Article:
Sony hacked again

NEW YORK Fri May 20, 2011 12:35pm EDT

A man plays his Sony PlayStation portable console at a PlayStation wireless spot in an electronic shop in Tokyo May 15, 2011. REUTERS/Kim Kyung-Hoon

A man plays his Sony PlayStation portable console at a PlayStation wireless spot in an electronic shop in Tokyo May 15, 2011.

Credit: Reuters/Kim Kyung-Hoon

NEW YORK (Reuters) - Sony Corp (6758.T)(SNE.N) has been hacked again.

So-Net, the Internet service provider unit of Japan's Sony, alerted customers an intruder broke into its system and stole virtual points worth $1,225 from account holders.

This latest setback comes after personal information of some 100 million Sony user accounts was stolen last month when its online gaming systems, the PlayStation Network and Sony Online Entertainment, were hacked.

Security experts said there were not surprised the electronics company has yet to clean up weaknesses in its massive global network. Earlier this week, Sony shut down one of its websites set up to help millions of users change their passwords after finding a security flaw.

"Sony is going through a pretty rigorous process and finding the holes to fill," said Josh Shaul, chief technology officer for computer security firm Application Security Inc.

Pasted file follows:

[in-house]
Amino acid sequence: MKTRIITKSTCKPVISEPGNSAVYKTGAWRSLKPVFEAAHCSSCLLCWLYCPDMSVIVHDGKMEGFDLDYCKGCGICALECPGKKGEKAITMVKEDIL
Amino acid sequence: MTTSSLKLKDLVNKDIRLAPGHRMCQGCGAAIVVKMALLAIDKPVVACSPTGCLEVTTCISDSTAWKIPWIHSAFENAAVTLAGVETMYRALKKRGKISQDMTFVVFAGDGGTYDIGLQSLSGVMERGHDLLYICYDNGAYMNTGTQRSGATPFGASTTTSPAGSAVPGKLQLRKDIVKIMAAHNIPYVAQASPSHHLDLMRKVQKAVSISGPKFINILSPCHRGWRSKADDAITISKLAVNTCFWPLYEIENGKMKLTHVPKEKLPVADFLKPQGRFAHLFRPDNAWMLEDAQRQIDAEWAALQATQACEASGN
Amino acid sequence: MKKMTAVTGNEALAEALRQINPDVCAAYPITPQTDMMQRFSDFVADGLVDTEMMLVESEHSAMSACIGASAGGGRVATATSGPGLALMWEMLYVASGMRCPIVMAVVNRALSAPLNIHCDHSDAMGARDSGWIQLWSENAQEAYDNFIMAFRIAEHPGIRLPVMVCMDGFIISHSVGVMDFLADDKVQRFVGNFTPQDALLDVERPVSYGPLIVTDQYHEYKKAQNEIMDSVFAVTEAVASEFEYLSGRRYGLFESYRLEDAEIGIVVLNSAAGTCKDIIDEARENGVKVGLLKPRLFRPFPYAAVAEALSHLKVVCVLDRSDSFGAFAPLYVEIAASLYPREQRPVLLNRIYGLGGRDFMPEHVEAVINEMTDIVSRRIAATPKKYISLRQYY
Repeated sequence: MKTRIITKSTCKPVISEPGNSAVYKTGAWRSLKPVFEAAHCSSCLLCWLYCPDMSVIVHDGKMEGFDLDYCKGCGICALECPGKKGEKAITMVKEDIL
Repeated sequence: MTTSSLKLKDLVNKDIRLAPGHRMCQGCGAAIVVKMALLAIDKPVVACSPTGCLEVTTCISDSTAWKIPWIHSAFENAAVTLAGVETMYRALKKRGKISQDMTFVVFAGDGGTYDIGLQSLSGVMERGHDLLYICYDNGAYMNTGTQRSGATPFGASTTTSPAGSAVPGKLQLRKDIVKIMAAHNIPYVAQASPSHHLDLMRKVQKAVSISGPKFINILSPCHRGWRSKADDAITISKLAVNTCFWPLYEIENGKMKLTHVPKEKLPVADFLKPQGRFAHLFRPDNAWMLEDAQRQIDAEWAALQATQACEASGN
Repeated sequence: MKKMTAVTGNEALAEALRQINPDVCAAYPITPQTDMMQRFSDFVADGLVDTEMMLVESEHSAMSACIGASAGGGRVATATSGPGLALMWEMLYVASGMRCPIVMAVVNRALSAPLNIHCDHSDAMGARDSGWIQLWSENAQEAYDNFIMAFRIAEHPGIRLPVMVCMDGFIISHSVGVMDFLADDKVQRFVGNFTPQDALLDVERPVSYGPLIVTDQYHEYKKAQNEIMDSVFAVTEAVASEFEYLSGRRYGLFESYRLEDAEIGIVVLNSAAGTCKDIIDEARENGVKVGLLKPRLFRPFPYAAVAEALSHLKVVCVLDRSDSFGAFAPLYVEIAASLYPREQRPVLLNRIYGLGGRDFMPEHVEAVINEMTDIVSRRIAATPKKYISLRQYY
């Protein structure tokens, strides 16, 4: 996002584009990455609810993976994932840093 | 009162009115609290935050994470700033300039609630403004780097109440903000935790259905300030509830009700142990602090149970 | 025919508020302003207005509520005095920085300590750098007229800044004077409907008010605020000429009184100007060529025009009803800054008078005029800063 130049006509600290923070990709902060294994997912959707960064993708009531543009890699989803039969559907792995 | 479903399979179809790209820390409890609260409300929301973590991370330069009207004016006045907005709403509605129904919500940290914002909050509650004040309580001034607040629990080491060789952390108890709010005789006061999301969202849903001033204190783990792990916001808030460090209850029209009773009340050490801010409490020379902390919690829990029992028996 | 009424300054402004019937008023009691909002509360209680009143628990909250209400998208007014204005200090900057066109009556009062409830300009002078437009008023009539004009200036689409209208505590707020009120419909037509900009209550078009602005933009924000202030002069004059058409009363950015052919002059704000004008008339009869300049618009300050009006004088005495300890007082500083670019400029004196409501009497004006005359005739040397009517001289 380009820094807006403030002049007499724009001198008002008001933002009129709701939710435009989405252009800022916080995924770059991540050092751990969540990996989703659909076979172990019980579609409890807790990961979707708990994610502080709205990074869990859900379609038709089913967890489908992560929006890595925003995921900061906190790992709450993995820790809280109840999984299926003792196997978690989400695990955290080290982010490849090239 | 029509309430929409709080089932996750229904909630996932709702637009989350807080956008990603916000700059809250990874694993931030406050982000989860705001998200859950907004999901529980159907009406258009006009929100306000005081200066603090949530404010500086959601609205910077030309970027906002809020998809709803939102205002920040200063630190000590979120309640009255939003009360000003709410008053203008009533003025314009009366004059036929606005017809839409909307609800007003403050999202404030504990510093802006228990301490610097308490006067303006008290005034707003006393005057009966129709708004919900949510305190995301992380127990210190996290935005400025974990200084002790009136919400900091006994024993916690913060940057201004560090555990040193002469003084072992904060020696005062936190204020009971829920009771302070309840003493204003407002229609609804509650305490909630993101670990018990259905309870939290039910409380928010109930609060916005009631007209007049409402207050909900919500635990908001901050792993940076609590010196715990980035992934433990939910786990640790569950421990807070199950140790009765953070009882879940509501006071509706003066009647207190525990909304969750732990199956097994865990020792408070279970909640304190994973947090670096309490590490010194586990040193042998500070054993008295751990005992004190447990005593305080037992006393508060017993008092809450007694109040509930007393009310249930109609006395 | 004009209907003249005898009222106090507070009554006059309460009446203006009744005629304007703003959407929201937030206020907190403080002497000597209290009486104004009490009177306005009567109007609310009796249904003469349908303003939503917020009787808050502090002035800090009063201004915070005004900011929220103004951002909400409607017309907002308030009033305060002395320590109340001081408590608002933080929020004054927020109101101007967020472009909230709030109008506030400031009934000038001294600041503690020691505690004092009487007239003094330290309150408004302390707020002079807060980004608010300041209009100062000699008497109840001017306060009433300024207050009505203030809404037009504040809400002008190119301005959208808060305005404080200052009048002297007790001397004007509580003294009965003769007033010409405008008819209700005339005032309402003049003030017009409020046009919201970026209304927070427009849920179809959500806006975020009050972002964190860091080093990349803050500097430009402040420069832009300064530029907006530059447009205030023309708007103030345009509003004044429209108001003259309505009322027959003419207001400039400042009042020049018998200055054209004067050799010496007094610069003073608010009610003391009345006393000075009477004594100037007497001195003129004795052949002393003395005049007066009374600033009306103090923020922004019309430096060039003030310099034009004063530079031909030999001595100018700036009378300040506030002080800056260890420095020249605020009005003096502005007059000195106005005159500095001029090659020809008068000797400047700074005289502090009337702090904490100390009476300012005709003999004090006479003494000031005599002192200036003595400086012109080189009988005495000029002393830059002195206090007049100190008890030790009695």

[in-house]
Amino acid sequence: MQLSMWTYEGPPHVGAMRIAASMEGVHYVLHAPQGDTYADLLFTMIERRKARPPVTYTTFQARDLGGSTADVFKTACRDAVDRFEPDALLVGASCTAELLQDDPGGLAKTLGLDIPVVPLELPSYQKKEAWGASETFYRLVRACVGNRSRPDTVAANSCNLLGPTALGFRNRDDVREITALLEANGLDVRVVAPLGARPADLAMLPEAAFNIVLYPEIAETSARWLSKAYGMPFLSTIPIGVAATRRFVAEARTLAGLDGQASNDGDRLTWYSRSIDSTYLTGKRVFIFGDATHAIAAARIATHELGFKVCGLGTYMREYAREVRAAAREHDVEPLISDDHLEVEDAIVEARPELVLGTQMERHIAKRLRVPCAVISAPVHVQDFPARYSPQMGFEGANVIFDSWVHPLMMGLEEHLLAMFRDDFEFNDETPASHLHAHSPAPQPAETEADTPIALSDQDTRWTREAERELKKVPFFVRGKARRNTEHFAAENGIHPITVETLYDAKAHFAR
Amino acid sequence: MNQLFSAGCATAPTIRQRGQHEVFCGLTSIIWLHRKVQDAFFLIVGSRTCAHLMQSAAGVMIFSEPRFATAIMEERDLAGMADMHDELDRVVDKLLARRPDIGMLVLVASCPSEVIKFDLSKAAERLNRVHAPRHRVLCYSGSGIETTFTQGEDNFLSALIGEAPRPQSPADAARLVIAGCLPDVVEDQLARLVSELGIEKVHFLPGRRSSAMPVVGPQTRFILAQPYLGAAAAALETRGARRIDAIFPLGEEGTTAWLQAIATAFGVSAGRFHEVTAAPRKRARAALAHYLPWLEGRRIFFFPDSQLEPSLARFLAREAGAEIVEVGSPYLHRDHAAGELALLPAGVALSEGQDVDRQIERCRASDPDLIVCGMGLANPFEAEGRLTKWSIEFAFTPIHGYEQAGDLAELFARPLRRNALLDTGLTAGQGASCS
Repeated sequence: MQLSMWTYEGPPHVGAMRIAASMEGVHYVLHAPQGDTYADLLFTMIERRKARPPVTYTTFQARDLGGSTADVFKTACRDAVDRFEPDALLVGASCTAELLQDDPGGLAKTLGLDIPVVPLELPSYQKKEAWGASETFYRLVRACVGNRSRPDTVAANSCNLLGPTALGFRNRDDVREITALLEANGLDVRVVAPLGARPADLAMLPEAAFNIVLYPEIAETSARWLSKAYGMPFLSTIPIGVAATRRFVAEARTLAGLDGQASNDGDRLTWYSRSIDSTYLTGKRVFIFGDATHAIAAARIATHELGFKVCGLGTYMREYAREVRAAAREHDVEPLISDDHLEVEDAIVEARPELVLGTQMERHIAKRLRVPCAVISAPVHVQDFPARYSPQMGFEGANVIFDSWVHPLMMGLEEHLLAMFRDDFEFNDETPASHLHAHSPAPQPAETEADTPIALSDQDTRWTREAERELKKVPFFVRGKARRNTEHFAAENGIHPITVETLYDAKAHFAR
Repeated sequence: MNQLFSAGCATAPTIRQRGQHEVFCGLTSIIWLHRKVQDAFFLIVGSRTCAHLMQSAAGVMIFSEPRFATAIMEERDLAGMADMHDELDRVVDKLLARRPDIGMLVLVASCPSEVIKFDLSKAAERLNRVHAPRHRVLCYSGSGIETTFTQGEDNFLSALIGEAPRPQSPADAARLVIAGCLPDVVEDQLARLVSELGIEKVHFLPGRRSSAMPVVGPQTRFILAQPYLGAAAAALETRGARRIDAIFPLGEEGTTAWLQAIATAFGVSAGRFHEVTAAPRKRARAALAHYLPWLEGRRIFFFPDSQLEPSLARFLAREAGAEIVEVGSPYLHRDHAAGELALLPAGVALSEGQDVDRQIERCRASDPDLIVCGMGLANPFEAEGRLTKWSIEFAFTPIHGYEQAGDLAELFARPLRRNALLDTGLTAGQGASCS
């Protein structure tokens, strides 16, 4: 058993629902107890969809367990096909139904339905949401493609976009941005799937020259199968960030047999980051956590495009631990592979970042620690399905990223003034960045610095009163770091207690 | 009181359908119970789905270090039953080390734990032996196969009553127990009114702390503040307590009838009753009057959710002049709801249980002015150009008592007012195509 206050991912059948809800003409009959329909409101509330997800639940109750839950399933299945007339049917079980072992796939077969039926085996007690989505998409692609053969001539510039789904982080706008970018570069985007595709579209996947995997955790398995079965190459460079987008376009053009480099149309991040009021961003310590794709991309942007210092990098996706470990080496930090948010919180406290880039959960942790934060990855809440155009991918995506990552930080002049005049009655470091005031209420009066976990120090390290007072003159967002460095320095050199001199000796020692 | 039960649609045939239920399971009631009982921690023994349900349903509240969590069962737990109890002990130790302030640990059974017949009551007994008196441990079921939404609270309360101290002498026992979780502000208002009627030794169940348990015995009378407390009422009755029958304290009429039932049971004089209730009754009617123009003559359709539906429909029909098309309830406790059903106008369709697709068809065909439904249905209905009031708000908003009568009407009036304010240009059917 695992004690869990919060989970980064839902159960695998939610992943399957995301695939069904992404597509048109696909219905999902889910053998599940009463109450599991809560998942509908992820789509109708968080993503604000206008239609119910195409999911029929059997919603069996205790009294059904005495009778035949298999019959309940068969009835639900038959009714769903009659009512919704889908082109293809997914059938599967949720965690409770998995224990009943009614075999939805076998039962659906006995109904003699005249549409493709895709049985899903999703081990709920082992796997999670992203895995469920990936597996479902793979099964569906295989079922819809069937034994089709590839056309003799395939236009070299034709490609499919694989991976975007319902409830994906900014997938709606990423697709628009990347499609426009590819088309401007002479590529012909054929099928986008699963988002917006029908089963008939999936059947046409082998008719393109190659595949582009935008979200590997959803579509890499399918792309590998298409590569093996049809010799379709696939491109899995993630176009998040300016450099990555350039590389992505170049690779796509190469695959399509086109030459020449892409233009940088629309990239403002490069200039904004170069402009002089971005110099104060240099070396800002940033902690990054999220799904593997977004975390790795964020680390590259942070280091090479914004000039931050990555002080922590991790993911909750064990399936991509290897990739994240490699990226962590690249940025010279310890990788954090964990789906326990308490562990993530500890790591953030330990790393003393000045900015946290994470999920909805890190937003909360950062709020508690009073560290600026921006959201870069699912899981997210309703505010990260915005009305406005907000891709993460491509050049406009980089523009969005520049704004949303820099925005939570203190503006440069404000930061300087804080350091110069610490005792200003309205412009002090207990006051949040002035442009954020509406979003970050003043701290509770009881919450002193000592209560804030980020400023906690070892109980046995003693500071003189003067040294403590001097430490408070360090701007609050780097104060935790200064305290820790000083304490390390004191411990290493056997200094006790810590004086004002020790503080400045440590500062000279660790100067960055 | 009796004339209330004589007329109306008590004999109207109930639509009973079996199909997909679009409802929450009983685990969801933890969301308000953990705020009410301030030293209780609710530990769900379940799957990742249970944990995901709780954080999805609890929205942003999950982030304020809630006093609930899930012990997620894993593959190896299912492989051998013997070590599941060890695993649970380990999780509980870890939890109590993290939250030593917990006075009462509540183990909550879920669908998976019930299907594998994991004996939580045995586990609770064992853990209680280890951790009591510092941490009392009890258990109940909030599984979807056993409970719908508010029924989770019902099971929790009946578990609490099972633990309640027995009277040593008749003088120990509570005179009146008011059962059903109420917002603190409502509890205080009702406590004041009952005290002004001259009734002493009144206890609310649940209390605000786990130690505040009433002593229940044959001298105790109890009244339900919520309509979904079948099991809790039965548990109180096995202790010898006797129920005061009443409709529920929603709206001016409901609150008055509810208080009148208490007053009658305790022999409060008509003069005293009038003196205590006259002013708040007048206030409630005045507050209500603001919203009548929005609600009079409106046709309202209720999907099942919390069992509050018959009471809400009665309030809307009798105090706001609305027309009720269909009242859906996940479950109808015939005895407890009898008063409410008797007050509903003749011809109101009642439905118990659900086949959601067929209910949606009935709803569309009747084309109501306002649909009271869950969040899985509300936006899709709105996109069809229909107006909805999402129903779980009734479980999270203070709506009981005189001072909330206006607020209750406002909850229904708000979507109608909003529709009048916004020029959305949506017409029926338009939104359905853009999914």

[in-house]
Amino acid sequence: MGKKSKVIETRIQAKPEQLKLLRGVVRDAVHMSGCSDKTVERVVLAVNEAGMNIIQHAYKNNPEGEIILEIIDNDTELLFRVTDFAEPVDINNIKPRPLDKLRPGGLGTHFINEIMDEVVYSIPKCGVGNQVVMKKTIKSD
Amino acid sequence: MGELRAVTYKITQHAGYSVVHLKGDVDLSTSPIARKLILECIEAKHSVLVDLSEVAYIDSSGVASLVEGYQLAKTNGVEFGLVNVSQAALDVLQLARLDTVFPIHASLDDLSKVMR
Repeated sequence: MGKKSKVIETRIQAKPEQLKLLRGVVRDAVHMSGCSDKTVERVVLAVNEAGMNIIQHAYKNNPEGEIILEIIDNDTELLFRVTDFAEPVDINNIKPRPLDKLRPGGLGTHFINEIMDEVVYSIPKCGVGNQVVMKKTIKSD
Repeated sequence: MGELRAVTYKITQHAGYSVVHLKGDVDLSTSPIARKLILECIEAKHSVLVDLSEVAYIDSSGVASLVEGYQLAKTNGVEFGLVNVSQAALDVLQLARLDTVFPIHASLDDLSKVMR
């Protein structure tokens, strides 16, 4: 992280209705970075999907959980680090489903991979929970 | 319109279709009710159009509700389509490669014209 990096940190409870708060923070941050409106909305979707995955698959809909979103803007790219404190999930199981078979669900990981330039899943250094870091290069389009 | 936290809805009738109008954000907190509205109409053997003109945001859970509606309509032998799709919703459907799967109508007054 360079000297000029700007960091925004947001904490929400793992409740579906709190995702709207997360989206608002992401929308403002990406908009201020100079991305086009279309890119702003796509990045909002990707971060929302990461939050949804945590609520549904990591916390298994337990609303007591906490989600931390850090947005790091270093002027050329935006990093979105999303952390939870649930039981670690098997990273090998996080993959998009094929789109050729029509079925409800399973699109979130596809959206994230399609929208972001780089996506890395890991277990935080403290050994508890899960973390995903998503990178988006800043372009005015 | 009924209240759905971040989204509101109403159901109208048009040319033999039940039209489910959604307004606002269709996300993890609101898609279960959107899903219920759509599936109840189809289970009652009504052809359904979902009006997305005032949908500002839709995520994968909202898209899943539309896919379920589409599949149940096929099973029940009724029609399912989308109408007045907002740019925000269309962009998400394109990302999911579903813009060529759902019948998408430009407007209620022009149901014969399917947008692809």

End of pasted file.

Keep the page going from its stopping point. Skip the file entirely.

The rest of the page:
"The hackers are going through the same process and they're putting their fingers in the holes faster than Sony can fill them."

Sony announced the latest theft on its So-Net homepage in Japanese on Thursday.

"What we've done is stopped the So-Net points exchanges and told customers to change their passwords," So-Net said in a statement to consumers.

About 100,000 yen was stolen from accounts that were attacked. The company said there was no evidence other accounts in the online system had been hacked.

"At this point in our investigations, we have not confirmed any data leakage. We have not found any sign of a possibility that a third party has obtained members' names, address, birth dates and phone numbers."

Security experts have told Reuters Sony's networks around the world remain vulnerable to attack.

Sony's string of security problems could be attracting more hackers to attack its networks.

"I think it's now 'I'm a hacker and I'm bored,' let's go after Sony," Shaul said.

Sony in the United States did not immediately respond for comment on Friday.

The Wall Street Journal first reported the story.

(Additional reporting by Ritsuko Ando in Helsinki; editing by Andre Grenon)

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